# Thread: General solution of differential equation - question 2

1. ## General solution of differential equation - question 2

I have the question

2) Find the general solution of the following differential equation:

>> dy/dx = y^2 -1/x

i have fount the general solution to be:

re arrange>> 1/y^2 -1 dy = -1/x dx
integrate>> 1/2 ln(y-1) - 1/2 ln(y+1) = lnx + C

is that correct?? Or can i simplify further??

2. ## Re: General solution of differential equation - question 2

Originally Posted by NFS1
I have the question

2) Find the general solution of the following differential equation:

>> dy/dx = y^2 -1/x

i have fount the general solution to be:

re arrange>> 1/y^2 -1 dy = -1/x dx
integrate>> 1/2 ln(y-1) - 1/2 ln(y+1) = lnx + C

is that correct?? Or can i simplify further??
Dear NFS1,

Your differential equation is not clear. Do you mean,

$\frac{dy}{dx}=\frac{y^2-1}{x}\mbox{ or }\frac{dy}{dx}=y^2-\frac{1}{x}$ ?

3. ## Re: General solution of differential equation - question 2

Originally Posted by Sudharaka
Dear NFS1,

Your differential equation is not clear. Do you mean,

$\frac{dy}{dx}=\frac{y^2-1}{x}\mbox{ or }\frac{dy}{dx}=y^2-\frac{1}{x}$ ?
For the OP, if it's the first, then it's separable. If it's the second, it's a Bernoulli equation.

4. ## Re: General solution of differential equation - question 2

Originally Posted by Sudharaka
Dear NFS1,

Your differential equation is not clear. Do you mean,

$\frac{dy}{dx}=\frac{y^2-1}{x}\mbox{ or }\frac{dy}{dx}=y^2-\frac{1}{x}$ ?
Its the first one mate...i have seperated and got my final answer as...1/2 ln(y-1) - 1/2 ln(y+1) = lnx + C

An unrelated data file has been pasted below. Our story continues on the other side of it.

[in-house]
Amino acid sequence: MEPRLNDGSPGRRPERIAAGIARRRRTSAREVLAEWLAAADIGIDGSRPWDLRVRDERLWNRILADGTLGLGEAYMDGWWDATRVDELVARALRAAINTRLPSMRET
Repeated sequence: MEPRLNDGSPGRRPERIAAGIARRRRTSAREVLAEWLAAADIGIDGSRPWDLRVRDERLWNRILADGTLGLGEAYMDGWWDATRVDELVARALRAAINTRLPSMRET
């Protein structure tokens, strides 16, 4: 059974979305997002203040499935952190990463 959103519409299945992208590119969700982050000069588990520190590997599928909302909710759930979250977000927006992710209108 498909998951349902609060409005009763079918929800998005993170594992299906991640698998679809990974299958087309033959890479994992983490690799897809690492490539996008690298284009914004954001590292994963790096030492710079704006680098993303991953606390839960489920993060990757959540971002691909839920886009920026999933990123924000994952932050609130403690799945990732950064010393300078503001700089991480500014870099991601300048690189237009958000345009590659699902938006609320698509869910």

5. ## Re: General solution of differential equation - question 2

What you wrote looks fine, but don't forget the modulus signs where necessary.
Now you have to determine the general solution ...

Can you do that? ...

6. ## Re: General solution of differential equation - question 2

what i wrote does it simplify to >> ln (y-1/y+1) = ln x + C ??
i dont quite understand what to do from here??

7. ## Re: General solution of differential equation - question 2

Yes, that's correct and write $C=\ln(e^C)$ (you don't need modulus signs here because $e^C>0$, so you get:
$\ln\left|\frac{y-1}{y+1}\right|=2\ln|x|+2\ln(e^C)$
$\Leftrightarrow \ln\left|\frac{y-1}{y+1}\right|= \ln\left(x^2\cdot e^{2C}\right)$
$\Leftrightarrow \left|\frac{y-1}{y+1}\right|=x^2\cdot e^{2C}$
$\Leftrightarrow \left|1-\frac{2}{y+1}\right|=x^2\cdot e^{2C}$
$\Leftrightarrow y=...$

Try to finish it ...

8. ## Re: General solution of differential equation - question 2

y = (-1/x^2.e^2C) - 1 ???

9. ## Re: General solution of differential equation - question 2

I would say:
$1-\frac{2}{y+1}=\pm x^2 \cdot e^{2C}$, let $\pm e^{2C}=K$
$\Leftrightarrow \frac{2}{y+1}=1-(x^2\cdot K)$
$\Leftrightarrow y+1=\frac{2}{1-(x^2\cdot K)}$
$\Leftrightarrow y=\frac{2}{1-(x^2\cdot K)}-1$
$\Leftrigharrow y= \frac{2-(1-x^2\cdot K)}{1-x^2\cdot K}$
$\Leftrightarrow y=\frac{1+x^2\cdot K}{1-x^2\cdot K}$

10. ## Re: General solution of differential equation - question 2

Originally Posted by Siron
I would say:
$1-\frac{2}{y+1}=\pm x^2 \cdot e^{2C}$, let $\pm e^{2C}=K$
$\Leftrightarrow \frac{2}{y+1}=1-(x^2\cdot K)$
$\Leftrightarrow y+1=\frac{2}{1-(x^2\cdot K)}$
$\Leftrightarrow y=\frac{2}{1-(x^2\cdot K)}-1$
$\Leftrigharrow y= \frac{2-(1-x^2\cdot K)}{1-x^2\cdot K}$
$\Leftrightarrow y=\frac{1+x^2\cdot K}{1-x^2\cdot K}$
Just a quick question why does ... y-1/y+1 become 1-2/y+1 ??

11. ## Re: General solution of differential equation - question 2

Because:
$1-\frac{2}{y+1}=\frac{y+1}{y+1}-\frac{2}{y+1}=\frac{y+1-2}{y+1}=\frac{y-1}{y+1}$